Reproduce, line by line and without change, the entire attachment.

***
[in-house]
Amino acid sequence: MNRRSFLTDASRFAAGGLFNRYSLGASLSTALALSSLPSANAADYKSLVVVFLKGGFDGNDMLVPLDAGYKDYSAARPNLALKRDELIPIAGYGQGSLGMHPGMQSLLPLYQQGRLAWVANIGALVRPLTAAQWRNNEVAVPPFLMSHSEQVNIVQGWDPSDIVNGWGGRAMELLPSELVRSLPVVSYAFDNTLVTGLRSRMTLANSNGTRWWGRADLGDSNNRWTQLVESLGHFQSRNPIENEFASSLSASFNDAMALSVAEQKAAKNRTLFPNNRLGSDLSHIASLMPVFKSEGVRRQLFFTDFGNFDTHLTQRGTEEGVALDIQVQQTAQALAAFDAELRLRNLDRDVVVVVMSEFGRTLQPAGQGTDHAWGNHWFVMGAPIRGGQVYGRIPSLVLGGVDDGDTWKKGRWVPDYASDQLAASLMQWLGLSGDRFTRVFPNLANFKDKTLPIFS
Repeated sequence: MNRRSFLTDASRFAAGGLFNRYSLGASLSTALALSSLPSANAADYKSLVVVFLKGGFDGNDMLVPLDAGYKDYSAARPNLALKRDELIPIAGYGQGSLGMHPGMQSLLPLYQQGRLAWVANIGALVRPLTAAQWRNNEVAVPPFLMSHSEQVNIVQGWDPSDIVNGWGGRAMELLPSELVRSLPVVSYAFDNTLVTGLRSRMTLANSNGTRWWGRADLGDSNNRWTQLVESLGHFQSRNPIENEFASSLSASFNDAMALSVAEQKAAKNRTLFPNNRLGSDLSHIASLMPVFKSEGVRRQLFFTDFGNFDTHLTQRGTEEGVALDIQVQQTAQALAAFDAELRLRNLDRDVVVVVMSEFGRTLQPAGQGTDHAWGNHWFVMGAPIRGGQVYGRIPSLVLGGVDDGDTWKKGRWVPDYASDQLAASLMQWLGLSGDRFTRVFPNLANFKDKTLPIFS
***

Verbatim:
[in-house]
Amino acid sequence: MNRRSFLTDASRFAAGGLFNRYSLGASLSTALALSSLPSANAADYKSLVVVFLKGGFDGNDMLVPLDAGYKDYSAARPNLALKRDELIPIAGYGQGSLGMHPGMQSLLPLYQQGRLAWVANIGALVRPLTAAQWRNNEVAVPPFLMSHSEQVNIVQGWDPSDIVNGWGGRAMELLPSELVRSLPVVSYAFDNTLVTGLRSRMTLANSNGTRWWGRADLGDSNNRWTQLVESLGHFQSRNPIENEFASSLSASFNDAMALSVAEQKAAKNRTLFPNNRLGSDLSHIASLMPVFKSEGVRRQLFFTDFGNFDTHLTQRGTEEGVALDIQVQQTAQALAAFDAELRLRNLDRDVVVVVMSEFGRTLQPAGQGTDHAWGNHWFVMGAPIRGGQVYGRIPSLVLGGVDDGDTWKKGRWVPDYASDQLAASLMQWLGLSGDRFTRVFPNLANFKDKTLPIFS
Repeated sequence: MNRRSFLTDASRFAAGGLFNRYSLGASLSTALALSSLPSANAADYKSLVVVFLKGGFDGNDMLVPLDAGYKDYSAARPNLALKRDELIPIAGYGQGSLGMHPGMQSLLPLYQQGRLAWVANIGALVRPLTAAQWRNNEVAVPPFLMSHSEQVNIVQGWDPSDIVNGWGGRAMELLPSELVRSLPVVSYAFDNTLVTGLRSRMTLANSNGTRWWGRADLGDSNNRWTQLVESLGHFQSRNPIENEFASSLSASFNDAMALSVAEQKAAKNRTLFPNNRLGSDLSHIASLMPVFKSEGVRRQLFFTDFGNFDTHLTQRGTEEGVALDIQVQQTAQALAAFDAELRLRNLDRDVVVVVMSEFGRTLQPAGQGTDHAWGNHWFVMGAPIRGGQVYGRIPSLVLGGVDDGDTWKKGRWVPDYASDQLAASLMQWLGLSGDRFTRVFPNLANFKDKTLPIFS